Soup du jour of cucumber/melon gazpacho on a 100+ degree San Diego summer day seemed like a simple no brainer, as in blah, blah, cucumber, melon, blah. Instead, it was a sophisticated, thoughtful dish that had the expected coolness and sweet tones, with an added acidic note that made me quit slouching and a spicy, creamy dollop of some kind of magic cheese cleverly disguised as cream that put a bead of sweat on our brows to remind us why we were eating this dish in the first place. Never mind that the shrimp had been so recently placed into the chilled soup that it was still warm, giving a temperature contrast that was like drinking hot, freshly made tea poured over ice cubes, with the warmth accentuating the flavor, but inevitably and appropriately giving way to the chill.
Out of the kitchen rolled crab cakes that were nothin’ but crab, noticeably short of the bread, binders and fishy overtones that lesser versions are loaded with, bedded in a rich, pickley remoulade. I could go on and on about how the flavors of the short ribs were delightful – elegantly balanced, forward enough so that we didn’t find ourselves doing a “Where’s Waldo” mental checklist of our tongue’s surface in search of flavor, while being subtle, tender and delicate enough to allow us to finish a man-sized portion without feeling like we’d been hit over the head with a side of beef.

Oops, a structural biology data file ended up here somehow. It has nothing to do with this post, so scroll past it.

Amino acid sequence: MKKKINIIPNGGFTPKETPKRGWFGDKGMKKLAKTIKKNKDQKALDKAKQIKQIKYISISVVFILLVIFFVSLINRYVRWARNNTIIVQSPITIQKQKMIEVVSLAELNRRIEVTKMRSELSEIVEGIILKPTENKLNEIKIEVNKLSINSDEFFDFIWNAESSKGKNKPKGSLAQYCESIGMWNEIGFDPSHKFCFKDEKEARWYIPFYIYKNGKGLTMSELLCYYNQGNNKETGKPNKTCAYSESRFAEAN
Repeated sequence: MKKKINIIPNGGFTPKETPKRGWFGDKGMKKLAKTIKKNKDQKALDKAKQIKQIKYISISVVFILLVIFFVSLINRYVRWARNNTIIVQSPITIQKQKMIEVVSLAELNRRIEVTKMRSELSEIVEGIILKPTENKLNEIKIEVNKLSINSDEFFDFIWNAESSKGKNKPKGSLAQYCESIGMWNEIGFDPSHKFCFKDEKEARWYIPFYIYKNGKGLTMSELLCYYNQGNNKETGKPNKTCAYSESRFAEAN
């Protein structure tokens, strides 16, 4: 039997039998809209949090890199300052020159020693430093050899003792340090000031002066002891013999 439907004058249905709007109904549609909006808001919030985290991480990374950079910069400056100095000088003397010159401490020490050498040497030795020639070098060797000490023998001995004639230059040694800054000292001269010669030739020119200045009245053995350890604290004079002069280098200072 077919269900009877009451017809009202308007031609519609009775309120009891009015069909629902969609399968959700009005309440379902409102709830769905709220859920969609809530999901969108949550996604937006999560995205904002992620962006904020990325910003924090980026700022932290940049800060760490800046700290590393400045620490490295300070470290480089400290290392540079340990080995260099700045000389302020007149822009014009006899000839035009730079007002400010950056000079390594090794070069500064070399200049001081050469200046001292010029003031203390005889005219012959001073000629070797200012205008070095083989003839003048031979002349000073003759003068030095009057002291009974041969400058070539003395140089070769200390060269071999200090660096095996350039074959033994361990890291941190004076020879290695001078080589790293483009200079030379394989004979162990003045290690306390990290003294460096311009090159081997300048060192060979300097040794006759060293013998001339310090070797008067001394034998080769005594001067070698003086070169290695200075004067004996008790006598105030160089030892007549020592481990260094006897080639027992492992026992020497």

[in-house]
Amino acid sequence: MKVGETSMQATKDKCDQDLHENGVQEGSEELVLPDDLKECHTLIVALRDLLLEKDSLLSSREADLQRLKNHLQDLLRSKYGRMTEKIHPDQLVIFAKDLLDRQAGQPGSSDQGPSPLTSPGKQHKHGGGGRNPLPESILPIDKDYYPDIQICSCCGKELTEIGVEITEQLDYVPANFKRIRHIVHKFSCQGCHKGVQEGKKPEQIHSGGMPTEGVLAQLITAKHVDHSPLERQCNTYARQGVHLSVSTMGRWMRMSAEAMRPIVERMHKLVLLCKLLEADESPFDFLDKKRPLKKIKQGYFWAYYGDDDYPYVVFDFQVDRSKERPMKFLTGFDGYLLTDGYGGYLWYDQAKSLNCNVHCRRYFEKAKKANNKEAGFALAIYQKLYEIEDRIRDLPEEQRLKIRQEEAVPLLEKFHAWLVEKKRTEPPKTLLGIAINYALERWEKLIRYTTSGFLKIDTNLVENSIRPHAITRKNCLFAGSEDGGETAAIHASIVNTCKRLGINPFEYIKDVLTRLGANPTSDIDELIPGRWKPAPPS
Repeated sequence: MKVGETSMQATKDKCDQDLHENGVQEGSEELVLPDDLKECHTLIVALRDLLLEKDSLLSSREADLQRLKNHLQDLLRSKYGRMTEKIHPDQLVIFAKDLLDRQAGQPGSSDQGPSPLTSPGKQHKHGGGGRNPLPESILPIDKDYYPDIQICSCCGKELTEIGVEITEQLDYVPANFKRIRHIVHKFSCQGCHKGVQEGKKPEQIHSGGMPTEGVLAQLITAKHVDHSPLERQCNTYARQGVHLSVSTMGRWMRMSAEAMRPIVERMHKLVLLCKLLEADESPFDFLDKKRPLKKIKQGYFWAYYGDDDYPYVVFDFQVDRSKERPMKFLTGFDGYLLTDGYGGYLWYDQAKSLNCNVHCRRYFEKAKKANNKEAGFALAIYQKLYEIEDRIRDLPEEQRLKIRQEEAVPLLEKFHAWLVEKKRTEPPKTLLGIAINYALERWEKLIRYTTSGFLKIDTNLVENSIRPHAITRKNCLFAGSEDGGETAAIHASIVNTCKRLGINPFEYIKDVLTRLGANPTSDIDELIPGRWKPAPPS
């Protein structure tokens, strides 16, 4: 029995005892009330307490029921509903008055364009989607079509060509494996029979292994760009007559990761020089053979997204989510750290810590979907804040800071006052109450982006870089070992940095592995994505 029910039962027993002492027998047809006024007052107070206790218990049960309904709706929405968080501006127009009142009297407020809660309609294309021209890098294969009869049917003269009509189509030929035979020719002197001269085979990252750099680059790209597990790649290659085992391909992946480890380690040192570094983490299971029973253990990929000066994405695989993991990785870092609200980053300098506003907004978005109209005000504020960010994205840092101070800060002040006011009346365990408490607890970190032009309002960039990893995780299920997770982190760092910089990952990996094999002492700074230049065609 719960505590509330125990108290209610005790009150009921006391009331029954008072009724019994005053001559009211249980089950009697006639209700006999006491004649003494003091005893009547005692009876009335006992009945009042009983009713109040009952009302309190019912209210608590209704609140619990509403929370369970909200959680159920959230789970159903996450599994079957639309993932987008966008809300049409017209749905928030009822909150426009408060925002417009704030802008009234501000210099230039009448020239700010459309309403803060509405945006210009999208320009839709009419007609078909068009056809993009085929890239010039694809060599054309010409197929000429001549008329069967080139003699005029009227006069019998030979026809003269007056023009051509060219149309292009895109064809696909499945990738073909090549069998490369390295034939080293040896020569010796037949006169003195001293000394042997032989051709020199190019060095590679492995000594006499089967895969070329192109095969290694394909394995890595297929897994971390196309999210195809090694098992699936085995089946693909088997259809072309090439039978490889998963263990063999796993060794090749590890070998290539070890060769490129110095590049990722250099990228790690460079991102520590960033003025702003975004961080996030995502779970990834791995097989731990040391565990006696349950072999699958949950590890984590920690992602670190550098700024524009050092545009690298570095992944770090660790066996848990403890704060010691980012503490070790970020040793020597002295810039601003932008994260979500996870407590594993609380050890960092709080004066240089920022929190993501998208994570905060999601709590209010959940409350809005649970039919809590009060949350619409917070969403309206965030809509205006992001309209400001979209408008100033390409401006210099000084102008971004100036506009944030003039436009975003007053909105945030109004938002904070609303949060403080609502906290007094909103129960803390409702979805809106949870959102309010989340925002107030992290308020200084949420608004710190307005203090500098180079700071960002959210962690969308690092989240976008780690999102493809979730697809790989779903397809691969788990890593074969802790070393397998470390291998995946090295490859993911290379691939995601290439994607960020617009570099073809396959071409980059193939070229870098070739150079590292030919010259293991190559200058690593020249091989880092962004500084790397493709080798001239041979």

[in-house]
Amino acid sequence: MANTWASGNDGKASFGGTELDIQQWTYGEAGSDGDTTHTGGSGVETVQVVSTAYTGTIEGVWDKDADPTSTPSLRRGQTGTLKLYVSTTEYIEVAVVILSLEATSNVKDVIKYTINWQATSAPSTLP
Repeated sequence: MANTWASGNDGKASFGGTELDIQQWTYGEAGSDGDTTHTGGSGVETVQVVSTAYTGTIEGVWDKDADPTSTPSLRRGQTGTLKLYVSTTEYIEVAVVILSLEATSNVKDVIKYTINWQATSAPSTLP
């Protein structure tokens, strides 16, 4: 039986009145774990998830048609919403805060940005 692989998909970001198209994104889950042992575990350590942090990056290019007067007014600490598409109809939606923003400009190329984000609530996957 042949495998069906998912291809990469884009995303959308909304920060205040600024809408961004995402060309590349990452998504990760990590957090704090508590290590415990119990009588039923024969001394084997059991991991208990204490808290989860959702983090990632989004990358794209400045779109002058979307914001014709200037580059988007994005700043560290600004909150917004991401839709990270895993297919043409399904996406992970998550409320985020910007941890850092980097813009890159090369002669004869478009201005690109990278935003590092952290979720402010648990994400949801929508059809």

But, it’s the chicken that made me straighten up and reassess my life…dammit, did I say that out loud? ‘Cause, I mean…it’s chicken. I can think of two places in San Diego that I would consider ordering any chicken that isn’t fried (let’s face it, fried chicken is its own food group and deserves to be respected as such). The first place I haven’t been to in a couple of years since the chef moved on and the menu has been re-vamped, so I’m not sure if it’s even still in the conversation.
The second is Pacific Standard Coastal Chicken…ummm, I mean Kitchen. It was like whoever was in charge of cooking this chicken had taken the time to pace out the number of steps from the kitchen to my table. Then they weighed the particular piece of chicken I was being served down to the gram and carefully calibrated the oven so that the heat was within thousandths of a degree of accuracy. Next, after applying carefully measured basic salt and pepper seasoning with an extra pinch for love, they roasted and, at the perfect time, pulled the chicken from the oven just a few degrees shy of done to allow for the carryover cooking that would occur on the journey between the kitchen and me. All in one fell swoop.
One cut into the airline chicken breast almost had me weeping just like the flavorful juices that were escaping onto the plate. The light, herbal and lightly acidic beurre blanc was nice, but not really needed for accompaniment because the chicken turned out to be a symphony of tender freshness, crispy skin, clear juices and simple spices all on its own.
As for the leaking flavor and juices, the smashed potatoes with a lightly charred, beautifully seasoned crust popped their heads up to remind us they had a mission, too. We used them to wipe the plate so clean that we were surreptitiously handed a thrice folded note with a smiley face from the kitchen reminding us that “Dishwashers Lives Matter,” too.